Dozens of stranded residents have been rescued by helicopter in areas of Santa Barbara and Ventura counties - some from their vehicles and others from rooftops.
Before the storm hit, Santa Barbara issued mandatory evacuations for 7,000 people, including in parts of Carpinteria, Montecito and Goleta, which are below areas scorched by wildfires, county spokeswoman Gina DePinto said.
The number has fluctuated since the disaster struck in the early morning darkness Tuesday and was as low as 16 on Wednesday evening.
First responders have rescued dozens of people since early Tuesday morning, when intense downpours caused mudslides and flash flooding in Santa Barbara County that killed 17 people. "While we hope it will not, we expect that this number will increase as we continue to look for people who are still missing and unaccounted for", Santa Barbara County Sheriff Bill Brown said. "We think somewhere in the debris field". "They took it away to the hospital".
She said she and her wife, Portia de Rossi, had to evacuate their home on Sunday, just 10 days after returning from a previous evacuation for wildfires. Another video found her wading through the mud in the backyard, while the other saw a helicopter flying over her home. Fire spokesman MIke Eliason said the girl had been trapped for hours.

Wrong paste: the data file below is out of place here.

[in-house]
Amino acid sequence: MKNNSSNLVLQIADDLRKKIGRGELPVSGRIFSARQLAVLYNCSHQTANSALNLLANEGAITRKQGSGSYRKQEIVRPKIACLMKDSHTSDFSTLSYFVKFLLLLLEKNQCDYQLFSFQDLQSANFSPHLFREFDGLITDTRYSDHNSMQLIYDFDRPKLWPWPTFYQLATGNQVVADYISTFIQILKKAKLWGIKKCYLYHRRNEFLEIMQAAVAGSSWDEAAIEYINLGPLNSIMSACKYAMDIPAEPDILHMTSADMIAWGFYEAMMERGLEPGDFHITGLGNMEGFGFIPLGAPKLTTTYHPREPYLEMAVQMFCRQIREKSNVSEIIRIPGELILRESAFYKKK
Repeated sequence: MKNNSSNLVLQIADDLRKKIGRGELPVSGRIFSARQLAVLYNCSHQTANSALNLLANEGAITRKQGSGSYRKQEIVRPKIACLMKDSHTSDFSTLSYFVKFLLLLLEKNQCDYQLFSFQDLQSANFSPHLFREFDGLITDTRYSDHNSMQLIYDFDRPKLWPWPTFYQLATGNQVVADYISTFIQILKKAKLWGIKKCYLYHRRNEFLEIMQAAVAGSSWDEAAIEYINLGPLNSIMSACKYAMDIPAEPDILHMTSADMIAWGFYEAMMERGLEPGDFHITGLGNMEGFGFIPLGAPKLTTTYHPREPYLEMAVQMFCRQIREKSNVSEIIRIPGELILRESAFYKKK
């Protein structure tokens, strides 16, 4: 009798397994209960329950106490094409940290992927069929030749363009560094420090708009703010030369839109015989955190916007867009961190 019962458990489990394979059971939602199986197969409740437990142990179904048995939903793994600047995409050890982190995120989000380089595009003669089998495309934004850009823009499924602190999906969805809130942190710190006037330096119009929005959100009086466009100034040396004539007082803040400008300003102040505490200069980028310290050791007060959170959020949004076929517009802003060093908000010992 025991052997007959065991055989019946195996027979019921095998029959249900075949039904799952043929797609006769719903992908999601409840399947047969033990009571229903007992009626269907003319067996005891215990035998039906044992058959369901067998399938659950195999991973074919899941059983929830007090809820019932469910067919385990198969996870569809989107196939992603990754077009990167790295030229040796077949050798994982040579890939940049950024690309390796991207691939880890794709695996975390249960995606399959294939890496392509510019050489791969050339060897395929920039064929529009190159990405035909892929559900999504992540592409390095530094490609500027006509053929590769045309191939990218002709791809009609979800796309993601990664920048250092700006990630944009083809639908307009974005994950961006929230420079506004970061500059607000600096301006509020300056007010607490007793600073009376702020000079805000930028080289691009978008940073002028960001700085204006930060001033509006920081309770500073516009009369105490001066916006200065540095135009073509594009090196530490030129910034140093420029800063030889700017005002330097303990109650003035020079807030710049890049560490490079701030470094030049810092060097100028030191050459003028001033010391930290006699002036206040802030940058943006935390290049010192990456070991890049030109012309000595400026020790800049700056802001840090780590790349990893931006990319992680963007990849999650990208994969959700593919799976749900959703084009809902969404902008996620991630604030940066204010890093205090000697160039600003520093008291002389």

But the human tragedy, which unfolded overnight Tuesday and continued Wednesday, far exceeded the emotional punch of the severe property damage.
"Mourning the dead in our little town tonight", Lowe said. Officials in Sonoma County - where over half of the fatalities occurred - had decided not to deploy the federal Wireless Emergency Alert system, and some survivors of the 21 blazes later said they were inadequately warned.
The death toll remains at 15, with 24 people missing.
Comedian Ellen DeGeneres shared a photo on Twitter of the devastation in Montecito. "I don't know how I got lulled".
Roy Rohter, 84-year-old founder of the St. Augustine Academy Roman Catholic school in Ventura, died when the slide swept him from his home in Montecito, according to school officials and local news media. "Please send love to Montecito".
Among dramatic rescue stories emerging were one of a baby dug from the sludge and a 14-year-old girl helped from her collapsed home. It's no secret that drought, wildfires and mudslides ― all three of which California has witnessed of late ― are connected.
Damage spread over 30 square miles, she said.
Then, this week, it started to rain.
A major north-south highway along the coast, U.S. Route 101, was closed in both directions and not expected to reopen until next week.
"It happened that quickly".
"That's always our mentality: 'Hey, we're going to find someone alive, '" Page said.
A wall of water carrying uprooted trees and boulders moved like a river through the residential street.
Trashed areas were awash in a sea of mud, with only the tallest trees standing and some homes buried up to their roofs.
A member of the Long Beach Search and Rescue team looks for survivors in a auto in Montecito.
"I thought I was dead there for a minute".
Living just outside the mandatory evacuation zone, Gary Goldberg said most of his neighbours probably felt out of harm's way during this week's deadly California mudslides.
One such resident, Marco Farrell, 45, called the slide more frightening than the "biggest, scariest, horrifying monster you've ever dreamed of".
"All hell broke loose", said resident Peter Hartmann.